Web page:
How many times have you heard someone say X amount of start-ups fail within the first year, and X amount more fail within the first 2?
Well, I’d heard it a number of times, this was before I even had any plans to be part of a start-up or to grow a business. It’s amazing how much more your hear it and how much scarier it is to hear when you’re about to quit a stable well paid job to become a first time entrepreneur.
Then the research starts, is this actually true?
Turns out it is very true, statistics show that 8 out of 10 entrepreneurs who start businesses fail within the first 18 months. But why? And if the reasons behind the failure are so commonly known why do they continue to so negatively affect new businesses to the point of failure?
There are a couple of reasons that cropped up across each article and blog I read at the time, these were:
- Lack of communication with customers/clients.
- Breakdown in leadership
- Not really offering anything new or unique
- Inability to portray benefits and values
- Failure to establish a profitable business model
All very bad things to experience when you’re creating a business and I agreed with each, I still do. But these weren’t situations that we addressed as reasons we might fail. We communicate with our clients out of a desire to improve and better our service.
Mike and I set out from the start to do things in the right way, we both had a clear and shared vision of where we wanted to end up. Knowing we were both pulling in the same direction even if sometimes we didn’t 100% agree on small parts of how we got there made a breakdown in leadership almost impossible.
As far as offering a unique product or service and being able to portray/sell this, we’re in the business of business development so we had a unfair head start I suppose. Though trying to win work from our first couple of meetings was a daunting prospect. No stories, no comparisons no trading history to back up our claims, just myself and Mike selling ourselves for the first couple of meetings . And without sounding glib, a failure to establish a profitable business model is a reason to not start a business, not a reason you should fail once you have.
This isn’t to say we have skated by for 2 years and arrived at one of our first serious milestones without challenges. Like I said, the above weren’t reasons we thought we would fail but we still had to work through each of them. For us I would say that our first real test was inconsistent payments, this was something we thought may happen and worked on bettering with our clients. It wasn’t too bad whilst it was just Mike and I. It contributed to a couple of months in which neither of us could take a wage, though this was expected and managed. When we had the opportunity to grow however, having the money required to do so on outstanding on invoices well passed their payment date gave us some tough choices. Choices that could have lead us to the edge of a very steep, very slippery slope.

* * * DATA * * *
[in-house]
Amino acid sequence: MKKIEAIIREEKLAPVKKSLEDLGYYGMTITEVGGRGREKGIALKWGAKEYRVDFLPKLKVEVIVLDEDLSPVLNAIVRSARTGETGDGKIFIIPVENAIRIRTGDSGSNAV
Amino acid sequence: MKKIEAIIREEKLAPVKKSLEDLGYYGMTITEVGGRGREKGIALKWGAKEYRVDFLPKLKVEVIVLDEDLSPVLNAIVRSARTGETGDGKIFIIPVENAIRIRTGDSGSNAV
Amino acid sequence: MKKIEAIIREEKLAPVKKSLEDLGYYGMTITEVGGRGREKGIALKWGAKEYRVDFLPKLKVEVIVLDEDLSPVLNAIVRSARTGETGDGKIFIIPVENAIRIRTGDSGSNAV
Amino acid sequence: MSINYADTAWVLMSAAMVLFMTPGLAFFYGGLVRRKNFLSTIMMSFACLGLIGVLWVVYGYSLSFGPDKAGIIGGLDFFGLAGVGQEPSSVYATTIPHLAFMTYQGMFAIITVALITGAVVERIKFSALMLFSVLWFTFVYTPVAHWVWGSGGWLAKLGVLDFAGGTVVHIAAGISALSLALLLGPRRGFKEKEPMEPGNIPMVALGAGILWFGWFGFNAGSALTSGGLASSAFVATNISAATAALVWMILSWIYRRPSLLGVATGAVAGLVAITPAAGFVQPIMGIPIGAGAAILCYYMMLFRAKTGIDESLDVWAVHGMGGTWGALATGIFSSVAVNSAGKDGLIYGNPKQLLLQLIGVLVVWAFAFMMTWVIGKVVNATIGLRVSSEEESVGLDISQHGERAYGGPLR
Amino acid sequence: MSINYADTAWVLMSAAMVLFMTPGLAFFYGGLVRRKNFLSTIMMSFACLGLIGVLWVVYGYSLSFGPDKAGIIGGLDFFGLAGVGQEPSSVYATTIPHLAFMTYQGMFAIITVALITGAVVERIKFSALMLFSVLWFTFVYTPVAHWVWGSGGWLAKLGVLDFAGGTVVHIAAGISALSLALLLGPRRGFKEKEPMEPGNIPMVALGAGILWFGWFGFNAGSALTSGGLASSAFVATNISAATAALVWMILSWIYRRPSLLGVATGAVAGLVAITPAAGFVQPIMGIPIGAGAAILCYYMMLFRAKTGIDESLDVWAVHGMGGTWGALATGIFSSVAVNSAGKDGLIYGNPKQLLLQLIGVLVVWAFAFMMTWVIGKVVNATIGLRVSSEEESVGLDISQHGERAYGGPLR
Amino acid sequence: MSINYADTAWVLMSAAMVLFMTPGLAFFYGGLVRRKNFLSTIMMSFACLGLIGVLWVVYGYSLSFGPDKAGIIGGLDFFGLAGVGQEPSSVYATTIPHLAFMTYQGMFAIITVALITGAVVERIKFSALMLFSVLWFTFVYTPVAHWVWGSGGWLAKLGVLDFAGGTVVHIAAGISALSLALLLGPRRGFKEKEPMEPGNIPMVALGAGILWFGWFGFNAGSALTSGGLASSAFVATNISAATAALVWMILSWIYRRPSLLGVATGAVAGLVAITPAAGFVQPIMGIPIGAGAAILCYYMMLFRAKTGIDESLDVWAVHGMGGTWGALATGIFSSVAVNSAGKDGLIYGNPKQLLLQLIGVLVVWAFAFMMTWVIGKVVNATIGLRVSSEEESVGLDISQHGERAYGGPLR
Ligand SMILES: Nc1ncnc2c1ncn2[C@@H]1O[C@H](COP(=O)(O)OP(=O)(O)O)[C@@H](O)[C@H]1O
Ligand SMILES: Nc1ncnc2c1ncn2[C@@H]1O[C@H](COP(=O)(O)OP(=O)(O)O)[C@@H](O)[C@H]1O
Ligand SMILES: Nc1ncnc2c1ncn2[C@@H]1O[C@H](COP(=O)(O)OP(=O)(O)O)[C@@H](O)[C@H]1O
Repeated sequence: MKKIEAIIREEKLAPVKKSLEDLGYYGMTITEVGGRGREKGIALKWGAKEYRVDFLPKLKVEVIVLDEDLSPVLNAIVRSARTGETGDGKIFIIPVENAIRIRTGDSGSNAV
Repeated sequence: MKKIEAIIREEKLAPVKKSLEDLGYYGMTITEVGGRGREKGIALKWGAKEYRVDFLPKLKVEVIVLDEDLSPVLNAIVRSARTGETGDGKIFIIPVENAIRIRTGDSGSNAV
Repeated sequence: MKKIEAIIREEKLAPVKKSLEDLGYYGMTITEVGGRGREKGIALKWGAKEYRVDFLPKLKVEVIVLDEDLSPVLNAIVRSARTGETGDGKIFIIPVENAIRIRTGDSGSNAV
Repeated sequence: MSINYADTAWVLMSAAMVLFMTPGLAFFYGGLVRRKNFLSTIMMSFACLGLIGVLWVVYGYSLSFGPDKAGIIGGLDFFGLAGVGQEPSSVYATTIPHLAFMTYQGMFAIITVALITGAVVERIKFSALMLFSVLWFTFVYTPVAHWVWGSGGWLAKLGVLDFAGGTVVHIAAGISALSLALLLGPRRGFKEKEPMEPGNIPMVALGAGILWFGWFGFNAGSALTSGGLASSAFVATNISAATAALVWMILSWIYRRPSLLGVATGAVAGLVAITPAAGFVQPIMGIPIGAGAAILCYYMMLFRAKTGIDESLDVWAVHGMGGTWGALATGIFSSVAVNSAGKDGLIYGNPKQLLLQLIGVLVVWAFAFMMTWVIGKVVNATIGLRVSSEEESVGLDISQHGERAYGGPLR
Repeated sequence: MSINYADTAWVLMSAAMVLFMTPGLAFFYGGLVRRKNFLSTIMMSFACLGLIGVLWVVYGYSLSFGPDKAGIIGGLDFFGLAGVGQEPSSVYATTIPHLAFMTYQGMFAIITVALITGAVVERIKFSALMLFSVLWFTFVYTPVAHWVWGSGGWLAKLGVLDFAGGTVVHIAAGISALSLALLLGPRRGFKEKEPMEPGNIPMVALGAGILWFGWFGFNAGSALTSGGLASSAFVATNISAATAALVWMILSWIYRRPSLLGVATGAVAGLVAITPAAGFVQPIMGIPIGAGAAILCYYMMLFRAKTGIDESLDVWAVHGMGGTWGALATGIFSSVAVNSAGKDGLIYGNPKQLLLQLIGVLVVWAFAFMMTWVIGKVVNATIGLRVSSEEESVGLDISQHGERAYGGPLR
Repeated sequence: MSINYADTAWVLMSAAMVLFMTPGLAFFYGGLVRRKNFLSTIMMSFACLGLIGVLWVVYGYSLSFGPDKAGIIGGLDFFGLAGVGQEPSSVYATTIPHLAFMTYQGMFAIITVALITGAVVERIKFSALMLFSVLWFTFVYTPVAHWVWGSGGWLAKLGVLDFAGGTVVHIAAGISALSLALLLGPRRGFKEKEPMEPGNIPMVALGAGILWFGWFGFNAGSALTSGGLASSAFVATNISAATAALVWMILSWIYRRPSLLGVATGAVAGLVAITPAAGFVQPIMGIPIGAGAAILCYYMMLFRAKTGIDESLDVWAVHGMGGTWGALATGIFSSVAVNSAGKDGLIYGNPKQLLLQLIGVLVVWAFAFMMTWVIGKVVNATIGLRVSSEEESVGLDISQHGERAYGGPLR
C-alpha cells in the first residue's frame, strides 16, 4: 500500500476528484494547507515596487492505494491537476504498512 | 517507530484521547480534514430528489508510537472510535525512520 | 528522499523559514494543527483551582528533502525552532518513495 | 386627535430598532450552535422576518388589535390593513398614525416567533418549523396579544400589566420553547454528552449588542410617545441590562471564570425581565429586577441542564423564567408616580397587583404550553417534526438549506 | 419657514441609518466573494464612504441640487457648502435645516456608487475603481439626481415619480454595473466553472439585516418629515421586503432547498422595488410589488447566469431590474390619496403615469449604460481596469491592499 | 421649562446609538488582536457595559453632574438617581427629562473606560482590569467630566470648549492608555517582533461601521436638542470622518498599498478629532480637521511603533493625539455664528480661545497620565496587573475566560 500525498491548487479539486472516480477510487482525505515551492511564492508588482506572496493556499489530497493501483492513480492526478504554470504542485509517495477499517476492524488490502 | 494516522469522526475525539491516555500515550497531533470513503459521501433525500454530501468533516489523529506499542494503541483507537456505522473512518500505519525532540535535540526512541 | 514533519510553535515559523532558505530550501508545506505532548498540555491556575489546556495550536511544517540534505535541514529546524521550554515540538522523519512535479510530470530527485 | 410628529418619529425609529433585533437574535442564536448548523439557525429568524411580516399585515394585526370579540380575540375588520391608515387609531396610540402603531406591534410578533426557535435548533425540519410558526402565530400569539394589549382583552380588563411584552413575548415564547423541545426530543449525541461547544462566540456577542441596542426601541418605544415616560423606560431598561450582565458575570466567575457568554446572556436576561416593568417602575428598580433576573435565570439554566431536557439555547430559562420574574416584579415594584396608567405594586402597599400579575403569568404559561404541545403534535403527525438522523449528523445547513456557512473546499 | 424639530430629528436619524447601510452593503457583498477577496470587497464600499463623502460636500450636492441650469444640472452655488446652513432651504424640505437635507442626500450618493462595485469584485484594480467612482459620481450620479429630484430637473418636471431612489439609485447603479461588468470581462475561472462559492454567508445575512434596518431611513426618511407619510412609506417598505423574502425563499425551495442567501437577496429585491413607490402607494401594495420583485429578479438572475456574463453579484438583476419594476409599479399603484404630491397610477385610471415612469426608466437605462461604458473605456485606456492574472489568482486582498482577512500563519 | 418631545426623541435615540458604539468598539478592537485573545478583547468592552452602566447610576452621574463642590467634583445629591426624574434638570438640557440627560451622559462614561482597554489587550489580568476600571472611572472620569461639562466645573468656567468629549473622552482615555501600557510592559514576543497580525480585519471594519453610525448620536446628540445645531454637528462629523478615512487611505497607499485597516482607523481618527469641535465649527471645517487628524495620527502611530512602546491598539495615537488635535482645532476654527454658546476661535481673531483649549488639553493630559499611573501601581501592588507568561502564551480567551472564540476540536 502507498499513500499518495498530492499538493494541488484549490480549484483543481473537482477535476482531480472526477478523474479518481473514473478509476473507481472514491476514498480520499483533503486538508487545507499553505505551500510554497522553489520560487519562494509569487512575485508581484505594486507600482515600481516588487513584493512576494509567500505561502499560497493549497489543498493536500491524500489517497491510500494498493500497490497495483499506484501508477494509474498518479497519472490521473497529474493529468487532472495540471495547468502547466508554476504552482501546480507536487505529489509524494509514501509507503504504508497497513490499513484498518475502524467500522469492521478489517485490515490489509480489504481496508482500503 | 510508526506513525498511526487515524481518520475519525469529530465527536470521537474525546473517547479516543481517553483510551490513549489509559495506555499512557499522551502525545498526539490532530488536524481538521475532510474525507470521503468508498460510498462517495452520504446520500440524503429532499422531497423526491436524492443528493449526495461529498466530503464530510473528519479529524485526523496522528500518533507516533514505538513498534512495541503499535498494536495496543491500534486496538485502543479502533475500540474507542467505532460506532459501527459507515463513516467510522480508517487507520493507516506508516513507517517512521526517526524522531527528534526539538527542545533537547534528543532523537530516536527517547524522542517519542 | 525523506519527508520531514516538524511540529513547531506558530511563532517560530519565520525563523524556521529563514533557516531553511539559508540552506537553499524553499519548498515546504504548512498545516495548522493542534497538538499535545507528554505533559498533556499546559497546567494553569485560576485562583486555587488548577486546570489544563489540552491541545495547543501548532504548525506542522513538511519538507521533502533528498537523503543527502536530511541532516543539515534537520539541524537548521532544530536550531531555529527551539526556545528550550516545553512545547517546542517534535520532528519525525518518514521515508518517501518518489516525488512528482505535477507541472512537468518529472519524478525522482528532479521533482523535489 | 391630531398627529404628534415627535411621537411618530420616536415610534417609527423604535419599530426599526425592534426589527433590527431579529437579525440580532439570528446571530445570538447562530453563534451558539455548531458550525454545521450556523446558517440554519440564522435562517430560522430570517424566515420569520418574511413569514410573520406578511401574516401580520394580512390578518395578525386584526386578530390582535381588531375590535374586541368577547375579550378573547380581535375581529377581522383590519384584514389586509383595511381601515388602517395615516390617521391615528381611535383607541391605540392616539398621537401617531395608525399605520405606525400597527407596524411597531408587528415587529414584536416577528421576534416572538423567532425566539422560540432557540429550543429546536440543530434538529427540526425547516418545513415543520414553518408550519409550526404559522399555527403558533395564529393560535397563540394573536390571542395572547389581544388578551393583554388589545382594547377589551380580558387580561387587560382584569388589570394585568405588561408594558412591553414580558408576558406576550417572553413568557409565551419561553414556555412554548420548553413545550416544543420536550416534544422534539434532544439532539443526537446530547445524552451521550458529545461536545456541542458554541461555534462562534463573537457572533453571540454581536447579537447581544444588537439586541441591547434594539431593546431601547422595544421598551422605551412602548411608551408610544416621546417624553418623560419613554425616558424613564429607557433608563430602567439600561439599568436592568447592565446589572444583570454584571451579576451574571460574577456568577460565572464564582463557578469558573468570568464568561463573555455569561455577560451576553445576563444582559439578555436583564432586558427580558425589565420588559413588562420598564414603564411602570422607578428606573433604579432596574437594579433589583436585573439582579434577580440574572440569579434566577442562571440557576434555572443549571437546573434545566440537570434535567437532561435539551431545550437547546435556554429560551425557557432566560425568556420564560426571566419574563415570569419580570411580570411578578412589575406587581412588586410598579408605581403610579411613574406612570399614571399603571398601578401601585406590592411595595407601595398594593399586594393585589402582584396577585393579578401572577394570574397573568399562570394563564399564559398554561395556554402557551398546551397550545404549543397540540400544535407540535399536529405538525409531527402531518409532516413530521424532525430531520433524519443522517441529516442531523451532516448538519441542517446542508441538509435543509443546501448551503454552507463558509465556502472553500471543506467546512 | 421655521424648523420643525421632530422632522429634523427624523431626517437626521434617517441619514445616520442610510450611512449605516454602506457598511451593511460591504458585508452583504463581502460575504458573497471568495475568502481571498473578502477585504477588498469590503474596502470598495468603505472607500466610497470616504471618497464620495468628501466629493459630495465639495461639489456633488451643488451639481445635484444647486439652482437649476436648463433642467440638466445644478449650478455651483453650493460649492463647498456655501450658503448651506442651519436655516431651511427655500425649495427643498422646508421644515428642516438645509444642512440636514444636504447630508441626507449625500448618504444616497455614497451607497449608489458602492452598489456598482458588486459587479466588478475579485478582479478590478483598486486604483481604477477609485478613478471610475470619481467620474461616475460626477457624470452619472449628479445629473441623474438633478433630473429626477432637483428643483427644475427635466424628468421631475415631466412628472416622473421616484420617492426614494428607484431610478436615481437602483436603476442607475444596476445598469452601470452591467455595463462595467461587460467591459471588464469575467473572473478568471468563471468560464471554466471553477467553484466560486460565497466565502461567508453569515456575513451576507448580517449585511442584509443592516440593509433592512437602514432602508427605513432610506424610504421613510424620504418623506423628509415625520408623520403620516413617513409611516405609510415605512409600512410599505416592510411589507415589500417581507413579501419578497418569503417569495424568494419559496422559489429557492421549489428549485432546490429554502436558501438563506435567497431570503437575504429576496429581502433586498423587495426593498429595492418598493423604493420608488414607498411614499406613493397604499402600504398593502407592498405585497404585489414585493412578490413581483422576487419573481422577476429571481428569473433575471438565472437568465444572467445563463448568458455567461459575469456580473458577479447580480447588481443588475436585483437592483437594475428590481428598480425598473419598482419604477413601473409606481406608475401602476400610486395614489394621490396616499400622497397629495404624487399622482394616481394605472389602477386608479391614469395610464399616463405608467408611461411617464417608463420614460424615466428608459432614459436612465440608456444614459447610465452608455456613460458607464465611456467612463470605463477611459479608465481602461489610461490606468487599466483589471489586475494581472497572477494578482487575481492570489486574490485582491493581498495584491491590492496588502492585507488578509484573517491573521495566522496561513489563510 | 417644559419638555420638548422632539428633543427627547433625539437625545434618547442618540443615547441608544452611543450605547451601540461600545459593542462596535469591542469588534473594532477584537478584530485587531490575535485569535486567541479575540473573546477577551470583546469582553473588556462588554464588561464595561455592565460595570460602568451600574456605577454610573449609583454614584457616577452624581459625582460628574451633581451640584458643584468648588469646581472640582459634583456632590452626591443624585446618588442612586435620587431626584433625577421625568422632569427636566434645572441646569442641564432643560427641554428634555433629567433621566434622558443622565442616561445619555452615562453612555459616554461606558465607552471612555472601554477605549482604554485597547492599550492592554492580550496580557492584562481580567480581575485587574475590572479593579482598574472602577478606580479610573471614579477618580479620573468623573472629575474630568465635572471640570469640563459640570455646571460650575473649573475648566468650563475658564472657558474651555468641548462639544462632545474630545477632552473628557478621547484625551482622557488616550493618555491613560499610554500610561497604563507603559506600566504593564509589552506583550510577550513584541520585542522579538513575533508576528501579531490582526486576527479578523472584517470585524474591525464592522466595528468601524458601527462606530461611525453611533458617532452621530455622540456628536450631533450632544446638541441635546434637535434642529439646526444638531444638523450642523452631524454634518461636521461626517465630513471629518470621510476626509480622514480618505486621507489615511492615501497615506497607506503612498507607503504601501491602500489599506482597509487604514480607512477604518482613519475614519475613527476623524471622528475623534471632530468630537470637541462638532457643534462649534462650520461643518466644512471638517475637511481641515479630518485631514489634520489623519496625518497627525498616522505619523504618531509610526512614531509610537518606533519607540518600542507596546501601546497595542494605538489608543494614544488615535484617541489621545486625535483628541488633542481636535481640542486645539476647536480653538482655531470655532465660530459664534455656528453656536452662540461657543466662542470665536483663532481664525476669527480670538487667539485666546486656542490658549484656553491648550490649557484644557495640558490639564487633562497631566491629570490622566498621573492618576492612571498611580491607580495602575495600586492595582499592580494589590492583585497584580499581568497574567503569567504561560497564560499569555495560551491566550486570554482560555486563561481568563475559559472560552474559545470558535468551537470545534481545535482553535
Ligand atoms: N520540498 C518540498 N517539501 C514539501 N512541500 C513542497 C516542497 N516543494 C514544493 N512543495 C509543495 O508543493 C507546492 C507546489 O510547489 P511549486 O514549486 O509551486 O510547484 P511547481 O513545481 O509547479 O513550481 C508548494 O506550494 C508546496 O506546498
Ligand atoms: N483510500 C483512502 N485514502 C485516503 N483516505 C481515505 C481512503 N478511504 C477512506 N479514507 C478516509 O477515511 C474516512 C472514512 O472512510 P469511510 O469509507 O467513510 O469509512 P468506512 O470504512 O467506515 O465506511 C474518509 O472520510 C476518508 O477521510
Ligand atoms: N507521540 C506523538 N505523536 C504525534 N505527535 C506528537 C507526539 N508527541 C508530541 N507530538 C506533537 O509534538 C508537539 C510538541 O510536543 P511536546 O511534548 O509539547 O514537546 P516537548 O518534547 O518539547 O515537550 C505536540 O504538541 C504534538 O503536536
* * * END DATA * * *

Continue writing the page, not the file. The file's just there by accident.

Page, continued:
Once we had committed to growing it became a balancing act of building the right team, bringing in new clients and retaining all of our current clients. This was the next challenge, how and when to push on each area. We had only been trading for 5 months at the time we started growing, not nearly enough time to look back and have any sort of usable data we could analyse to help make these decisions. We had a number of options and could have gone really in any direction, though we stuck to our guns and focused on people. We decided that our driving purpose would be to build the best team we could, that we would never say no to the right person. It lead to some amazing interview moments, we could barely get halfway through an interview with someone we knew would be a great fit before one of us would uncontrollably yell professionally ask “Would you like a job?”. Which was fortunately always met with a smile and a “yes”.
There were thousands of decisions to be made during our first 2 years, some of them small, some of them that would help shape our Business. I would say that over all that this decision making has been the area which has been the reason we could have potentially been in difficult situations or came close to being just another statistic of why new companies fail. Sometimes we got lucky, sometimes we made tough decisions that pushed us forward.
It’s funny to look back at decisions that could have gone in such different directions and everything we have learned over 2 years to help us as we look to progress and grow further.
So, what have we learned? How have we changed?
Well for starters we didn’t just survive 2 years, we grew and established ourselves within the Construction specific Lead Generation arena and we now have 2 years’ experience in running and growing a business, 2 years of information we can use to help keep us heading in the right direction. We’re no longer bringing clients onboard with a promise of success, we have 2 years of proof that what we do works, and how we do it isn’t just unique, it’s better!
When we started we may have won some work down to price, might have just been lucky or may have just been likeable (we hope). Now we have clients coming to us, now we win work because our business model is proven and being a value driven company actually means something.
We still never say no to the right person when it comes to building our team, but we’re offering a fair and fun place to work with opportunities to progress as our company grows. We have a training scheme in place that means we can place more value in a cultural fit.
All in all 2 years is still a very short space of time and each time we reach a goal we have set we’re under no illusion that it only gets harder. Still, we’re extremely proud of how far we have come and are looking forward to the next 2 years!